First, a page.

Our Sanne’s Gambia Adventure


After the success of the first two BEVA Trust volunteers, Sara Fleck and Christine Fuchs, visit to the Gambia Horse and Donkey Trust (GHDT) in December last year, another opportunity was given to me, to visit the charity in the beginning of February. I had volunteered with the charity at the end of my time at university and was very excited to be given the opportunity to visit the charity again. The GHDT, which is run by the director Heather Armstrong and managed by the two long term volunteers, Katana Ashby from the UK and Karelhia Garcia-Lopez from Venezuela, has two bases. One in Sambel Kunda which is the original site of the charity and Makasutu which is located only 30 minutes from Banjul airport. Because I had seen the start of the building of the Makasutu centre on my previous trip, it was incredible to see how large a clinic it has become. 

The centre in Makasutu is run by the two long term volunteers and they play a vital role in giving the short term volunteers the ability to hit the ground running when arriving at the centre and to ensure that they work well together with the para-veterinarians and the apprentices to be able to make the most of their time there. This showed as the moment I arrived, we were called out to a foal with tetanus. I was able to go with the team to visit the foal straight away. The foal was admitted the next day and has been slowly improving. 

The para veterinarians and apprentices are responsible for the care for the patients that are admitted to the clinic. As a volunteer, the goal is to help the team at the centre in any way possible. Mostly this involves helping the GHDT team treat the current patients in the clinic and to teach and discuss every aspect of veterinary medicine. This also works both ways as many problems that the team deals with are diseases that are unknown to veterinarians working in Europe like trypanosomiasis, epizootic lymphangitis and fistulous withers.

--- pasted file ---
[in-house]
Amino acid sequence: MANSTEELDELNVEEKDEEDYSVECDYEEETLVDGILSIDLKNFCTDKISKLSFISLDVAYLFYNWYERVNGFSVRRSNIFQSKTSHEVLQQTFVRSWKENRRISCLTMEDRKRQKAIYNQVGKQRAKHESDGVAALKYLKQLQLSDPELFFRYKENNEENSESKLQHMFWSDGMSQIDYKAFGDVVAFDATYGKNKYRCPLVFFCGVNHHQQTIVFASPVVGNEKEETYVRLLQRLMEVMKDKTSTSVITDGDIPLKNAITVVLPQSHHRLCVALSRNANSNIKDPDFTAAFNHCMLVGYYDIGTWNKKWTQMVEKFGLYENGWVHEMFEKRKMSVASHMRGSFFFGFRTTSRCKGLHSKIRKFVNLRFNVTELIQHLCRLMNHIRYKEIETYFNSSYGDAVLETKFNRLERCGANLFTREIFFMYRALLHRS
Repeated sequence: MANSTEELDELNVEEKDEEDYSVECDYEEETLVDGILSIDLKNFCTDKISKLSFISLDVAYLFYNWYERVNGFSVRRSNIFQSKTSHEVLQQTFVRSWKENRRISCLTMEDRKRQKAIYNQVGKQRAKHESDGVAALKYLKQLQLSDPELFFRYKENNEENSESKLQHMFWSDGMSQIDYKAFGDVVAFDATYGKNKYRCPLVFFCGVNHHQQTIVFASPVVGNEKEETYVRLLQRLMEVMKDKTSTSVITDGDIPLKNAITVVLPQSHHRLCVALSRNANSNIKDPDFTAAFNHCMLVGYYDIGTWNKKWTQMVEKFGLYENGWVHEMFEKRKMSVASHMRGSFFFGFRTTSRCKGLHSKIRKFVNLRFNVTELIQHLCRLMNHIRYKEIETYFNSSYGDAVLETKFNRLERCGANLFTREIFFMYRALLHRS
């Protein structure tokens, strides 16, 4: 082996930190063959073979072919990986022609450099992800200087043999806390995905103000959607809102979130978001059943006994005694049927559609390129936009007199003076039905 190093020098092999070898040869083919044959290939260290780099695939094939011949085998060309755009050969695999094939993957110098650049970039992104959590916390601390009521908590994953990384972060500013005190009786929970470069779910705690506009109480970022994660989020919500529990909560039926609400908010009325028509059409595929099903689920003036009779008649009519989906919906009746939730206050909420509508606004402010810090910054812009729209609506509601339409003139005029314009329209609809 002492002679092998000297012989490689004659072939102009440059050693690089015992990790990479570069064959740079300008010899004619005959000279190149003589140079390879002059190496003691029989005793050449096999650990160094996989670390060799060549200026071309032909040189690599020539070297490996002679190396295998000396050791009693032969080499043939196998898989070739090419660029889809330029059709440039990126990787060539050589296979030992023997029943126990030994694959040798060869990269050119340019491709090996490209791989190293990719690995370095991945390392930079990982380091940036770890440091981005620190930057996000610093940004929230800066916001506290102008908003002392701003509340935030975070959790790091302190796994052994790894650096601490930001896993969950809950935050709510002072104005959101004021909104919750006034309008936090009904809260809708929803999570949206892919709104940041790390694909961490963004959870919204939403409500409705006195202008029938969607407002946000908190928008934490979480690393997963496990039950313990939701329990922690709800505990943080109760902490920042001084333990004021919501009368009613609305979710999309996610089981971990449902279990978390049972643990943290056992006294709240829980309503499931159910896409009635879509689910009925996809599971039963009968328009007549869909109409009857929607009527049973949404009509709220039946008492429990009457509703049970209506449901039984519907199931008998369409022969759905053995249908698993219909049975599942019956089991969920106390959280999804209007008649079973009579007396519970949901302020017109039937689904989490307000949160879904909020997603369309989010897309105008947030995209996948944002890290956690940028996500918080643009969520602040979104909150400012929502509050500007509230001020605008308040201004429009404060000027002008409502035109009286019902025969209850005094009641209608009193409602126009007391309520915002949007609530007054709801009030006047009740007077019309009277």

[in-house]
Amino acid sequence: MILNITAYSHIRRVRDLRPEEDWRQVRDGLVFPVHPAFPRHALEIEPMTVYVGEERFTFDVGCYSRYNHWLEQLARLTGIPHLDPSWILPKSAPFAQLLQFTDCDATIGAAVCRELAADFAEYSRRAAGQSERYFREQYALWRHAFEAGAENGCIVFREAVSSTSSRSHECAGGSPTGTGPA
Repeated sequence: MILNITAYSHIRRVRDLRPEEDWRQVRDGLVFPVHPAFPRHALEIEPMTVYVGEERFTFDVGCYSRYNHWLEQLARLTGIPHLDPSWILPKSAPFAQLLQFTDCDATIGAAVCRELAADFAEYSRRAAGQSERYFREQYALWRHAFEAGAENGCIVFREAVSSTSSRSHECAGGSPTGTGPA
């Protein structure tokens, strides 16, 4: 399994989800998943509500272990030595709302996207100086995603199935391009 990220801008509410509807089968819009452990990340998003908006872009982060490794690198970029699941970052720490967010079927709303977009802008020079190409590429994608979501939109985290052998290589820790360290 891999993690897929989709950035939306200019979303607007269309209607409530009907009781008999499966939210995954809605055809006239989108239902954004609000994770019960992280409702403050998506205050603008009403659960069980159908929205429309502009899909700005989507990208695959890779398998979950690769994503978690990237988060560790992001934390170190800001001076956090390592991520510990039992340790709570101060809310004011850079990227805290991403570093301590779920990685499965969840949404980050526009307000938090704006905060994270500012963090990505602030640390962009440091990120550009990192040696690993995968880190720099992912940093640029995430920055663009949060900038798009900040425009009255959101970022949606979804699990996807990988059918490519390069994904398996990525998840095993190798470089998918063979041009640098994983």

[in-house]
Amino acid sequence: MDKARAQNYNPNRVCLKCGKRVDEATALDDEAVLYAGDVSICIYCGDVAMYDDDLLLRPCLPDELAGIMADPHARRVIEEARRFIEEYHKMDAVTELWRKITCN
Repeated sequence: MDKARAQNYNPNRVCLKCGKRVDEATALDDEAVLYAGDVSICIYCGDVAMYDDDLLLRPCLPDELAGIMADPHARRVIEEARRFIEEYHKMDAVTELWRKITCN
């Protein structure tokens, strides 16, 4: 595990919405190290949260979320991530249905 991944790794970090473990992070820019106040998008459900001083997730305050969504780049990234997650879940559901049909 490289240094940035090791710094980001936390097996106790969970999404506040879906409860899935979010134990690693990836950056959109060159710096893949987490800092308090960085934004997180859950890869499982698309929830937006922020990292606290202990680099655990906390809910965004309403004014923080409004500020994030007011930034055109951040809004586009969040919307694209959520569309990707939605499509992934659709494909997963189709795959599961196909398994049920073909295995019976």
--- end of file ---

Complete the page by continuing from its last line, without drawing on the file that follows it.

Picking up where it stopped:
Because a working, healthy donkey or horse can be a valuable asset to farmers and can increase their income by 500% in The Gambia, education is a critical part of the GHDT. They teach owners about correct harnessing, bits and how to keep their animals healthy. Part of this is done on the road, when visiting animals or when mobile clinics or ‘treks’ are run, but the GHDT educates students as well, which is done on a regular bases on Saturdays. This includes talking about wound management, performing a clinical exam and many other subjects.

There are many challenges to the life at GHDT. One of the challenges is getting to the animals that are in need. Because veterinary care is limited in The Gambia, sometimes the animals in need can be very far away. An example was a donkey, that was noticed by a tourist, that was most likely hit by a car, had been unable to stand and had a possible broken leg. The time it took to travel to the poor animal was 4 ½ hours. Sadly the animal had already died when we arrived. Even with these difficulties it is inspiring to see how determined the team at the GHDT are to try a support all the animals that are in need of veterinary care and to improved their welfare.

I had a wonderful time working with all the people involved. I hope the team at GHDT will continue the important work of reducing poverty by improving the health, welfare and productivity of working animals and that more people will take the opportunity to support this great charity.. 


Sanne one of our vets at our Ashford clinic recently assisted on a equine project in Mexico and kindly wrote this article for us. 

I flew to Mexico in April for 2 weeks to help with an annual veterinary project organised by a small American organisation called RVETS. The aim of this organisation is to promote quality, affordable veterinary care in under served areas, like Mexico. Another aim of the project is to provide veterinarians and students with further education and experience in medicine and surgery of horses and donkeys. The organisation is run by an American board veterinary surgeon and his wife, who is a very experienced veterinary nurse.







This particular project was run out of a half finished Equine veterinary clinic in San Miguel de Allende. Every day we would fill our American sized Ford bus with veterinary supplies, and then fill the rest of the bus with a team of eight Mexican veterinary students, two Mexican veterinarians and a few volunteers. We traveled to all the villages around the city providing first line veterinary care and doing castrations, looking at about 200 to 300 horses and donkeys per day. All the veterinary care was free to provide for those people who cannot afford this otherwise. The only requirement from the village we would visit that day was that they would cook for us and we had some great spicy Mexican lunches!

I had a wonderful time working with all the people involved and I learned a lot while performing the surgeries. Working with the bare essentials and trying to provide the best veterinary care is challenging but working with these dedicated, hard working people made it a very special experience. I hope that I will be able to do a project like this with this organisation again.